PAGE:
Fundraising is no picnic, unless…
Last year, walking upstream along the Thames from Henley-on-Thames, I was struck by how many extended family groups were barbecuing on the extensive grass meadows beside the river. Almost all of them were South Asian.
Returning home, I read how the National Trust were much exercised by the lack of diversity among visitors to their properties. Setting aside a dedicated area of meadow for use by extended families’ barbecues might be a more effective way of redressing that imbalance than featuring black history events or adapting merchandise to cater for minorities’ tastes. Such a strategy is unlikely to emerge in the absence of detailed information on the leisure patterns of different minority groups.
Sathnam Sanghera has movingly written about how he took his mother, who grew up in a farming village in the Punjab, to visit the countryside. She had no previous experience of visiting a National Trust property and has no idea how it was expected that she should enjoy the qualities of the British countryside. She cannot be alone.
Cast a glance at donors
Where once the programmes at the National Theatre listed only the cast, now they list the names of staff and donors also. Passing these names through the Origins software package (which uses personal and family names to classify people according to the culture of their forebears) it was striking how frequently members of the Jewish community appeared among the list of donors. Examining the donor lists of other arts venues show a similarly high patronage of the arts by Britain’s Jewish community. Though smaller in size, the Armenian community is also disproportionately represented among these donor lists.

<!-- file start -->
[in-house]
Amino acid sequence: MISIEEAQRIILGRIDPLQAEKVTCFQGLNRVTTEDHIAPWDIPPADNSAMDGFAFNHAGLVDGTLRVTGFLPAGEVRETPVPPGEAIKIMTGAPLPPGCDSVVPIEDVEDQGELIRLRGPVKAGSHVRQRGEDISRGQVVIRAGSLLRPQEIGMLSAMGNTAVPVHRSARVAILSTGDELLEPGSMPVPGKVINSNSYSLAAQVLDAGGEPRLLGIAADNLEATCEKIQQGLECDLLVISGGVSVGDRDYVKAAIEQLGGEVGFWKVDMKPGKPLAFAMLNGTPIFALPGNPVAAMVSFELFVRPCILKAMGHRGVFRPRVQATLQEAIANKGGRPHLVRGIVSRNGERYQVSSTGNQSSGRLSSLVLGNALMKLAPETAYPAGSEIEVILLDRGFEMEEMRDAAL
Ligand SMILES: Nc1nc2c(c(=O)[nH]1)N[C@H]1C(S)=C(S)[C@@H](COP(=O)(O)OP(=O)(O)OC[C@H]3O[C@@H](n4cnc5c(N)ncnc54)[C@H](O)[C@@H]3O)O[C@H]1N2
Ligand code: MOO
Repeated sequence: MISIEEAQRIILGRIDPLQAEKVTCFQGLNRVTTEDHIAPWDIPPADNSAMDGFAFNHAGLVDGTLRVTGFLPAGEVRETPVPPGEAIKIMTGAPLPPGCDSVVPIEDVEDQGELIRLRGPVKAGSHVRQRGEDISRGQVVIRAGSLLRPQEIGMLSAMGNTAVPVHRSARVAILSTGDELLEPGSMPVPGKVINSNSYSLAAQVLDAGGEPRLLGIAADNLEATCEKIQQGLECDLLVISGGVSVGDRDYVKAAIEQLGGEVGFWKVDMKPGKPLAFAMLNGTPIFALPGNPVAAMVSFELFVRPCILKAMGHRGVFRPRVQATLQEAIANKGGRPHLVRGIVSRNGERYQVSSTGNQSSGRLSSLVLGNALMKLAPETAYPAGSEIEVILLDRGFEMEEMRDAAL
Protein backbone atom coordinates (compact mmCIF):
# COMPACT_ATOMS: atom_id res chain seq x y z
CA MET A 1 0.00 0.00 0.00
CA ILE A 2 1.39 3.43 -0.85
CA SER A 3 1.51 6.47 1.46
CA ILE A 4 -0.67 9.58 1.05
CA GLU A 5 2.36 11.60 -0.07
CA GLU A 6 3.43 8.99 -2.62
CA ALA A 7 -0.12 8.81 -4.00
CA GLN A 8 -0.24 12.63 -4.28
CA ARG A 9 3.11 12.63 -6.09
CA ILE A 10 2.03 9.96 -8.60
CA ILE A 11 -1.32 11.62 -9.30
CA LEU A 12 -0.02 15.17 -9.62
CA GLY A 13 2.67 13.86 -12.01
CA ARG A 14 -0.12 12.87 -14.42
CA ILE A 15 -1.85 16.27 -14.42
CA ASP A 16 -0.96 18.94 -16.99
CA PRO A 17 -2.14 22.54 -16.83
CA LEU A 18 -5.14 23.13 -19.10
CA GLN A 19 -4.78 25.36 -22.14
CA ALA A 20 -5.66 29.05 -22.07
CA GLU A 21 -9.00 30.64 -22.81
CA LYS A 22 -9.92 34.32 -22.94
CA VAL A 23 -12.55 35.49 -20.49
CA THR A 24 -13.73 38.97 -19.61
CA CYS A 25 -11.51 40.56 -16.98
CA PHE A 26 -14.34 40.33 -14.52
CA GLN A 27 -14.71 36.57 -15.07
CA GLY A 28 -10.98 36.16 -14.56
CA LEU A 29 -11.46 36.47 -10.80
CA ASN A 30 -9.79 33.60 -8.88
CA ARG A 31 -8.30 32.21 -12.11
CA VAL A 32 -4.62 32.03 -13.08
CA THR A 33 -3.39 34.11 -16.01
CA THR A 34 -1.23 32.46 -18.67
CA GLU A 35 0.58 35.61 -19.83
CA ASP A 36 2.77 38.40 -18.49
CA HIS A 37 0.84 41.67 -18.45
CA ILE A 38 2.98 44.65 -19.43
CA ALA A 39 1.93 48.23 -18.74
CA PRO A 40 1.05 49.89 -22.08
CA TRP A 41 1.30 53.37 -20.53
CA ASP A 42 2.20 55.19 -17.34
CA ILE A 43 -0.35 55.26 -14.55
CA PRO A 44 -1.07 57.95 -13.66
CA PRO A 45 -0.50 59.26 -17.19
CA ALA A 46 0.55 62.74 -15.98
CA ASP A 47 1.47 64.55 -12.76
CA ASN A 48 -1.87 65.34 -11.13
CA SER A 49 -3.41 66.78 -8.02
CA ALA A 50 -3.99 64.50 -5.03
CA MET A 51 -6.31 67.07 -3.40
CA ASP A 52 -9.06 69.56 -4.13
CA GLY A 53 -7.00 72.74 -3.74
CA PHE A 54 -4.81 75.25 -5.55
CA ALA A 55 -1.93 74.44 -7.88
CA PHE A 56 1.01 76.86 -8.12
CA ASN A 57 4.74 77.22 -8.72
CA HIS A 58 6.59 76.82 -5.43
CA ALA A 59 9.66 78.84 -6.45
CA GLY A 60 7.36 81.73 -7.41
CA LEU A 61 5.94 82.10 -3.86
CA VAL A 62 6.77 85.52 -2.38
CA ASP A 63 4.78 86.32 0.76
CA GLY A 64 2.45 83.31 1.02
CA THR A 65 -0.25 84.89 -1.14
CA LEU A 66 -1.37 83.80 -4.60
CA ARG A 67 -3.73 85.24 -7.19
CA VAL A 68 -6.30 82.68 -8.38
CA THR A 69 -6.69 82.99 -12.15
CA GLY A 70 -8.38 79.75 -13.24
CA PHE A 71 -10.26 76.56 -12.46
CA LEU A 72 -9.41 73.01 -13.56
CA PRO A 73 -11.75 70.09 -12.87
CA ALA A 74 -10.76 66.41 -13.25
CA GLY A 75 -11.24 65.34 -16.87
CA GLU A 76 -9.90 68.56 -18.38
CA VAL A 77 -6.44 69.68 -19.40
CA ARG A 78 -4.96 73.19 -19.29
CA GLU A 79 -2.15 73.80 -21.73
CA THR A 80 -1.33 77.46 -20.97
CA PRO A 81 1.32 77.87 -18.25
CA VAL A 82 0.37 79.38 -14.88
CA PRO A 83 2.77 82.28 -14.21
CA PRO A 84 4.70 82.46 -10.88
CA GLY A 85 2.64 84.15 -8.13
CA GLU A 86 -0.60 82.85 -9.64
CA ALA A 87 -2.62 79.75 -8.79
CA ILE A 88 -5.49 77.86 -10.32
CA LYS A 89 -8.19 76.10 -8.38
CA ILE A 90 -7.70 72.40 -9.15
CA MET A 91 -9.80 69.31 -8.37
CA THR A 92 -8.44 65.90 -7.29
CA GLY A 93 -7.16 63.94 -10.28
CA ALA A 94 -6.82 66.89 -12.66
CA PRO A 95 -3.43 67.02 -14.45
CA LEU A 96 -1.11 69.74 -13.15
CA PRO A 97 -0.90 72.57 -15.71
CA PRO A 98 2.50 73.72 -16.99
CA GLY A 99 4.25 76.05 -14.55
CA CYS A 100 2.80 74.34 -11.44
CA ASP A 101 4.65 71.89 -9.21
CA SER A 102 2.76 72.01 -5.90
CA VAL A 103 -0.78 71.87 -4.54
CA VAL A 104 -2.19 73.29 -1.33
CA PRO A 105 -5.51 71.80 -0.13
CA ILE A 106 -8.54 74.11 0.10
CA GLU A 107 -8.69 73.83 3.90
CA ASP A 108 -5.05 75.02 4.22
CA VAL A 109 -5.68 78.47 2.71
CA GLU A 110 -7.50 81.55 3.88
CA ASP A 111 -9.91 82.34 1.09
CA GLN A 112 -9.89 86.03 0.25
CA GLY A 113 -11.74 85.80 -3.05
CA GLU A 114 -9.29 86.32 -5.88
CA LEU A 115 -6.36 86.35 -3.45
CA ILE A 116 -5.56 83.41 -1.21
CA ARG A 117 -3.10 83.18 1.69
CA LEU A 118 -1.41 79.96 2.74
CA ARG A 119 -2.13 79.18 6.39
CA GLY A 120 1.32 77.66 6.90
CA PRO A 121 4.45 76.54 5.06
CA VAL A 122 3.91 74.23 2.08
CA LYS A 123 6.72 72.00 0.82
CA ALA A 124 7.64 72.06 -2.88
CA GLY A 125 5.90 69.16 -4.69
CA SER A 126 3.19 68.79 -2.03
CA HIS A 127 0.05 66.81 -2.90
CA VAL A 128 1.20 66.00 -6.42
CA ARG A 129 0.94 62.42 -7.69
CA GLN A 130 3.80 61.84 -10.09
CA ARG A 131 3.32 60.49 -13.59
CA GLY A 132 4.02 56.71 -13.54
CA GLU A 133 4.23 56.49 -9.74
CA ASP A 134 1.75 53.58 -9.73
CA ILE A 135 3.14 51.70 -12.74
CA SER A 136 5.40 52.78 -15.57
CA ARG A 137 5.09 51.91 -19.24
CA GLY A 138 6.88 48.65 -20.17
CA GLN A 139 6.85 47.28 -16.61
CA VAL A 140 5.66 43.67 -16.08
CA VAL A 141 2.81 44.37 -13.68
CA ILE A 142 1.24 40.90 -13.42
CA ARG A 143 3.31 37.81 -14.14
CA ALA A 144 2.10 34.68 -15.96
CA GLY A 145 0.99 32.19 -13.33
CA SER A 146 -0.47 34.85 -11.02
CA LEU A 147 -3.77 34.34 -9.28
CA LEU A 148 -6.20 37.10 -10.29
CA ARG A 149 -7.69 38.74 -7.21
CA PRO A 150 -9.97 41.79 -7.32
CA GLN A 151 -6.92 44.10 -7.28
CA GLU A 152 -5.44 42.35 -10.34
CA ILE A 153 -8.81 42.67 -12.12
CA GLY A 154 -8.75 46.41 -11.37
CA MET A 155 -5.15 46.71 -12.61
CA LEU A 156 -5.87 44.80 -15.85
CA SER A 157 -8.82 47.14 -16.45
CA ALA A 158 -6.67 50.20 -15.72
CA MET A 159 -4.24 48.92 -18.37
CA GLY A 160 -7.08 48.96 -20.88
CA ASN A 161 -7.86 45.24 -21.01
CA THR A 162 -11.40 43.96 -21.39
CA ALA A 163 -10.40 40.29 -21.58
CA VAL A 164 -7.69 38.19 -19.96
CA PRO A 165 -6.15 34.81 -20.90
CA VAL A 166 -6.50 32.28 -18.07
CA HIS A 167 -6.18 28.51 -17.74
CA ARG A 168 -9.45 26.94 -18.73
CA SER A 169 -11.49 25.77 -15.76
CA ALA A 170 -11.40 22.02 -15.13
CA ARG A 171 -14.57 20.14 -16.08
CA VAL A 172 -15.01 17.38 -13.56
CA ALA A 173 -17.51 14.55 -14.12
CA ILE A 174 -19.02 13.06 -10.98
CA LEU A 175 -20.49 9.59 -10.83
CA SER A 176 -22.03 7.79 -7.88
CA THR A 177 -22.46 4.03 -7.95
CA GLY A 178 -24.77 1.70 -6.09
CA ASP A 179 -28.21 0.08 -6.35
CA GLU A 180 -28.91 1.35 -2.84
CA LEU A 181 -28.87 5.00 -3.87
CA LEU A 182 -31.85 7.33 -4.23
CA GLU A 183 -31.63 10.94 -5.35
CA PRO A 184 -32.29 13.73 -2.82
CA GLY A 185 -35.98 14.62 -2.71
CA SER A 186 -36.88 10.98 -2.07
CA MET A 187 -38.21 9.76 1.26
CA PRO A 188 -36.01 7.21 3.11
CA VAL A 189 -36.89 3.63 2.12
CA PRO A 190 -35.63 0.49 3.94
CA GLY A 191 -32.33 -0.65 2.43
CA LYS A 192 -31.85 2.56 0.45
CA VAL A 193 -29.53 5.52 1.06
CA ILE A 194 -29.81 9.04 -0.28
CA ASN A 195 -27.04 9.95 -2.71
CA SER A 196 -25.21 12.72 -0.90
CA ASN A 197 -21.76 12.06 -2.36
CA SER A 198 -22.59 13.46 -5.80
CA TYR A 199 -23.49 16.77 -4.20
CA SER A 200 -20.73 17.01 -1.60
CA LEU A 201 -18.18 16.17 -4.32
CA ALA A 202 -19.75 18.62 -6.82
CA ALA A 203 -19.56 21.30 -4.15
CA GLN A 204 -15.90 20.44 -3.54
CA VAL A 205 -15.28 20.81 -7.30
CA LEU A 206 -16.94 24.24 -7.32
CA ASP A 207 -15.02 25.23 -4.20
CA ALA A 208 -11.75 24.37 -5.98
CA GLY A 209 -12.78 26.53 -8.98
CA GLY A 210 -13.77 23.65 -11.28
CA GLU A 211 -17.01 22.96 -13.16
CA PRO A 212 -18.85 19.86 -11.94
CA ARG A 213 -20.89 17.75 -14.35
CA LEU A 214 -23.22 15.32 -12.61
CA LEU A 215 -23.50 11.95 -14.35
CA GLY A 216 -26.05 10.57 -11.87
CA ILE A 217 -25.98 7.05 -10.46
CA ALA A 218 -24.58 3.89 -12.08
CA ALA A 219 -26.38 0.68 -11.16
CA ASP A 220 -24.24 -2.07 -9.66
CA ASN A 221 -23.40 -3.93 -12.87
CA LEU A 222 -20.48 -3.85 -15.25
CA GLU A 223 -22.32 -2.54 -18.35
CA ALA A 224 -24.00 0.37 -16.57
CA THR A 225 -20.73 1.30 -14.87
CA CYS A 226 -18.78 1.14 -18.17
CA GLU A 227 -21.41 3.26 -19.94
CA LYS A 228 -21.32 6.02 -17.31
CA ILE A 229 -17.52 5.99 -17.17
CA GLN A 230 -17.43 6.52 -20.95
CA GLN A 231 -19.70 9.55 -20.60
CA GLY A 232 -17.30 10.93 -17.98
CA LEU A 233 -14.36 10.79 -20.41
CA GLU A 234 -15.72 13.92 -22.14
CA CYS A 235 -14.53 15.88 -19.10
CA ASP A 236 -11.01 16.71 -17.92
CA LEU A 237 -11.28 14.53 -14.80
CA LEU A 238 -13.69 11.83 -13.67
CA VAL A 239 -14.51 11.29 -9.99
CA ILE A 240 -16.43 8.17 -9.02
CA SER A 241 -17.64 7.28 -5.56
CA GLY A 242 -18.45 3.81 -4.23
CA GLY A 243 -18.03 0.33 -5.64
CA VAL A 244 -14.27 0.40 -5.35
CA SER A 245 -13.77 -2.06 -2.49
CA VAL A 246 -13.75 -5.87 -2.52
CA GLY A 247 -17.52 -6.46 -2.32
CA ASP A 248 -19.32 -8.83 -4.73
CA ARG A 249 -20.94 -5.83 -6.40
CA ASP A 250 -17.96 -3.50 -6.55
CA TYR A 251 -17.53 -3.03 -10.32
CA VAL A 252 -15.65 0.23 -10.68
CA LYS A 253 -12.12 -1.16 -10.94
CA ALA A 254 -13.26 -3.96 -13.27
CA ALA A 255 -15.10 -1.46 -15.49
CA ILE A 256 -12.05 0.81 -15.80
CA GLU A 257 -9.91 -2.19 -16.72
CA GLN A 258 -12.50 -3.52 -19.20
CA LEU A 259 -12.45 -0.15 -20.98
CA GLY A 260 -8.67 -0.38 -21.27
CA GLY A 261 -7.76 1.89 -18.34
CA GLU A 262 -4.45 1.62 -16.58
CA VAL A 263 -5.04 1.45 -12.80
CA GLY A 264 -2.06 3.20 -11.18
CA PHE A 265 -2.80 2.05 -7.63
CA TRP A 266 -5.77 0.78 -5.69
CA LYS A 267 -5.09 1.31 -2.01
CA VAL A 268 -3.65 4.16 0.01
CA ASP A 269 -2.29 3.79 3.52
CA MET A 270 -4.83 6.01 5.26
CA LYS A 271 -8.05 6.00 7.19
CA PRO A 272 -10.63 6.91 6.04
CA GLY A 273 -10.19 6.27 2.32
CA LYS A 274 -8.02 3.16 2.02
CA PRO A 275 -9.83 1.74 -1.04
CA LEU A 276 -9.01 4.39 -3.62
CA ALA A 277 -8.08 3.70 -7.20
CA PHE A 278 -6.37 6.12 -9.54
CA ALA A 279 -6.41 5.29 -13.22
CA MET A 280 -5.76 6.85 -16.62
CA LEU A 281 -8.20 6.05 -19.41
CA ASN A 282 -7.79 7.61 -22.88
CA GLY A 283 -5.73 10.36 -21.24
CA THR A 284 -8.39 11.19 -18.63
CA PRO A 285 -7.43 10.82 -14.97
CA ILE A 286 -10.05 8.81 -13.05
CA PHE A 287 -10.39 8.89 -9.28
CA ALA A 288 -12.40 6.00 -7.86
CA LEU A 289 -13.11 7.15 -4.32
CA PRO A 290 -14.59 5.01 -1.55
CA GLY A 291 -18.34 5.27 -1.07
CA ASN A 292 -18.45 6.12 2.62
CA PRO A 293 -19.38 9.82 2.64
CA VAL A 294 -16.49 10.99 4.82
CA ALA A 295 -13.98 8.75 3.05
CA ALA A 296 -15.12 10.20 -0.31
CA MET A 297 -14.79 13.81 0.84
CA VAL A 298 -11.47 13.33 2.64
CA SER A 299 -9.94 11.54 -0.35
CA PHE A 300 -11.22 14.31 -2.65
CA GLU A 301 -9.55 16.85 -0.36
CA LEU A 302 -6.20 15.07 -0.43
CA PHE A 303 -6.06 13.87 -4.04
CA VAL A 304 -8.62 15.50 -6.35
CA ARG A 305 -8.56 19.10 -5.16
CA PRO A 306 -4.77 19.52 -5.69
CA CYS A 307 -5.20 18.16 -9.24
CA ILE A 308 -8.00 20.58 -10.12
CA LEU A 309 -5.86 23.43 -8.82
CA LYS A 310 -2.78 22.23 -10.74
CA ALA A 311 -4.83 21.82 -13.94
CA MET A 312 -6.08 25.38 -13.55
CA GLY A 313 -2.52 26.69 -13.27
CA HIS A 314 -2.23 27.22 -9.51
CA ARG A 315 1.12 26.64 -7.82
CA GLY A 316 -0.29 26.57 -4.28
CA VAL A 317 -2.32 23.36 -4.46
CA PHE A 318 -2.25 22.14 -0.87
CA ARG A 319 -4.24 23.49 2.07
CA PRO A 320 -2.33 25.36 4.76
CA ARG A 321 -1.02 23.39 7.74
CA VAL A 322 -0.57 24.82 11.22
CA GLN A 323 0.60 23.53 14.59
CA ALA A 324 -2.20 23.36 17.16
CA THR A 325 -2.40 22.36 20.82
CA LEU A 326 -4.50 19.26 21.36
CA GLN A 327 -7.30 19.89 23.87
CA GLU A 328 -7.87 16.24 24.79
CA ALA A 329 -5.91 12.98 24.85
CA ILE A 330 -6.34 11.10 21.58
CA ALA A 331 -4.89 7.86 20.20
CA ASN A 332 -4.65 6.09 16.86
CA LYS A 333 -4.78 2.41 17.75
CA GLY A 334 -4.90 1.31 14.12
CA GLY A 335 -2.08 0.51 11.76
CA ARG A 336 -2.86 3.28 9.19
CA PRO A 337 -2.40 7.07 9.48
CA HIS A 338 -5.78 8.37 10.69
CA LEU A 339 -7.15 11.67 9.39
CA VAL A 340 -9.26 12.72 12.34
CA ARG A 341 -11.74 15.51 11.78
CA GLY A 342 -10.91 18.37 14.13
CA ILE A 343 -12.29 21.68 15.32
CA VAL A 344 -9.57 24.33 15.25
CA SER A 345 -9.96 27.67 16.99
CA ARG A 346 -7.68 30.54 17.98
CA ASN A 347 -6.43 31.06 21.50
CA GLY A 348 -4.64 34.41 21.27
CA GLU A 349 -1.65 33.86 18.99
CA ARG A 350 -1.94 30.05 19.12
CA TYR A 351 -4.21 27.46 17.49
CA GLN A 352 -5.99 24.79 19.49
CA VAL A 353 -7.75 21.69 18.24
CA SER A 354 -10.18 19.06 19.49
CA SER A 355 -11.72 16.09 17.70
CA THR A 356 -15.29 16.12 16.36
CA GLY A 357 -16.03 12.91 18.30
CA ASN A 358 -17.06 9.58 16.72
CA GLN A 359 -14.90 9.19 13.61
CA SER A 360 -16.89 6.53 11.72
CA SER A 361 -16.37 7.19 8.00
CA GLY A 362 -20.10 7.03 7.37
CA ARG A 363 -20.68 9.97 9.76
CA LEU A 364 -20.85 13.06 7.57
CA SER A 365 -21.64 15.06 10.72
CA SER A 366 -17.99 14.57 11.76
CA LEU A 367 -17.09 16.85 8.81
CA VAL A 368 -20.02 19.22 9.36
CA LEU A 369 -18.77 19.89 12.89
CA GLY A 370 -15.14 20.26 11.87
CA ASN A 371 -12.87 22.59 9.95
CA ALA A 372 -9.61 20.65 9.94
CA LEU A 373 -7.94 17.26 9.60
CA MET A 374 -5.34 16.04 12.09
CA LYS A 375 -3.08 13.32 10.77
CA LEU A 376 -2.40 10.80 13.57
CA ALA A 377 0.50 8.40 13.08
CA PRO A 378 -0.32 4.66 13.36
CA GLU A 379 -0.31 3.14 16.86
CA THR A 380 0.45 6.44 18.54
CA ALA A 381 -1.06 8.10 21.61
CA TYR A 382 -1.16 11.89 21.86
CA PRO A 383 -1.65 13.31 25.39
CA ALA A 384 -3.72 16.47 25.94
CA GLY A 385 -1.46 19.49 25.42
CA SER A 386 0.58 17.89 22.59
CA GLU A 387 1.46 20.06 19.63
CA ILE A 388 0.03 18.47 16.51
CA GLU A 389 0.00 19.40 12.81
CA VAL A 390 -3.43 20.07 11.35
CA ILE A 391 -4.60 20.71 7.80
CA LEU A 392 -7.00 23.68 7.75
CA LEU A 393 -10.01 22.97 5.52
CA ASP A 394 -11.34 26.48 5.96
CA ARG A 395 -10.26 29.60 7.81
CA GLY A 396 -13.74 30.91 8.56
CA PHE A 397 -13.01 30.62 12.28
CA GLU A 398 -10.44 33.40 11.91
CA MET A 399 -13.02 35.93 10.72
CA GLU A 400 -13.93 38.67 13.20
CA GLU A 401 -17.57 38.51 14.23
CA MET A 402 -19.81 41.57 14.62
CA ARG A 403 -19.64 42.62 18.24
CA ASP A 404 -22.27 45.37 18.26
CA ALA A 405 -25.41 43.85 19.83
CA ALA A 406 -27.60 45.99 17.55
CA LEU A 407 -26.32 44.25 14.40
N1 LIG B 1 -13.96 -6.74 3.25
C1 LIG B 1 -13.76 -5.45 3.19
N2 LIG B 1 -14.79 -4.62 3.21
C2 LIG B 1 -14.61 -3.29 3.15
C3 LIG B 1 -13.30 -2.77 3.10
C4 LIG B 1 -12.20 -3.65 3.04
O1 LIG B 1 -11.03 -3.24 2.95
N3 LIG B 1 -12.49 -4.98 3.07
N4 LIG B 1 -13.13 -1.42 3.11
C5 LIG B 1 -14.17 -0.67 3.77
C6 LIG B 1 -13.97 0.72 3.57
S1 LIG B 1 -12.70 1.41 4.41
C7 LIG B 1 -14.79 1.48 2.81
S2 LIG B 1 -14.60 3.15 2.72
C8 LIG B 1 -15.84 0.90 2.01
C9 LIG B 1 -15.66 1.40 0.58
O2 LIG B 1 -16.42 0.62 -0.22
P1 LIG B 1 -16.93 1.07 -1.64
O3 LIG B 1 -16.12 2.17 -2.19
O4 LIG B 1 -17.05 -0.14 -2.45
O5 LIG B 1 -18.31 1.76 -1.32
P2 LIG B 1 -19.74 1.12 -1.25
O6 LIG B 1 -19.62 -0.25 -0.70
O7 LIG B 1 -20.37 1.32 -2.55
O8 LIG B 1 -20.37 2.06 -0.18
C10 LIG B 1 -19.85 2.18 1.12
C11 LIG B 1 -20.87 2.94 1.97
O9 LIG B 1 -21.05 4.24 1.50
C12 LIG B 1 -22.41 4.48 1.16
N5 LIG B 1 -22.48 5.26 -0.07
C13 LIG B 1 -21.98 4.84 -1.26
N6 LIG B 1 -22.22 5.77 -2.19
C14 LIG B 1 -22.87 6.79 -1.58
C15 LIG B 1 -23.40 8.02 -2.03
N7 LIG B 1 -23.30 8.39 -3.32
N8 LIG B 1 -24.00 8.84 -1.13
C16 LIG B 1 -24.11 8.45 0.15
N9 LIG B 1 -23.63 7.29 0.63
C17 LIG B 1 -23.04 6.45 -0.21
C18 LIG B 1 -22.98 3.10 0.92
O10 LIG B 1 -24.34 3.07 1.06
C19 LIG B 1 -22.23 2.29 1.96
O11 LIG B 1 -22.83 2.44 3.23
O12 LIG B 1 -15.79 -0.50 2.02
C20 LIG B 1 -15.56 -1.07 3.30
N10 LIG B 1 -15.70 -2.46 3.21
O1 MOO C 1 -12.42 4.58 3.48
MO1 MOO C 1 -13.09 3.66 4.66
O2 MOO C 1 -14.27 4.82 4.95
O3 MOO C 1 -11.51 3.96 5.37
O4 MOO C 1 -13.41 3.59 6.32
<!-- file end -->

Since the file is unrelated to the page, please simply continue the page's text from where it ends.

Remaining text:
Another emerging requirement for ethnicity data arises from the increased practice of central government to fund charities to develop operational programmes. Here information about the ethnic make-up of donors, members, volunteers, visitors and recipients can play an important role in justifying proposals involving public subsidy – or perhaps the absence of diversity information can easily lead to a bid being overlooked. Chief Executives may feel obliged to include increased diversity as one of their strategic objectives. But establishing the actual level of diversity, or whether policies have had an impact, has been more difficult since historically the chief source of this information has been the survey questionnaire.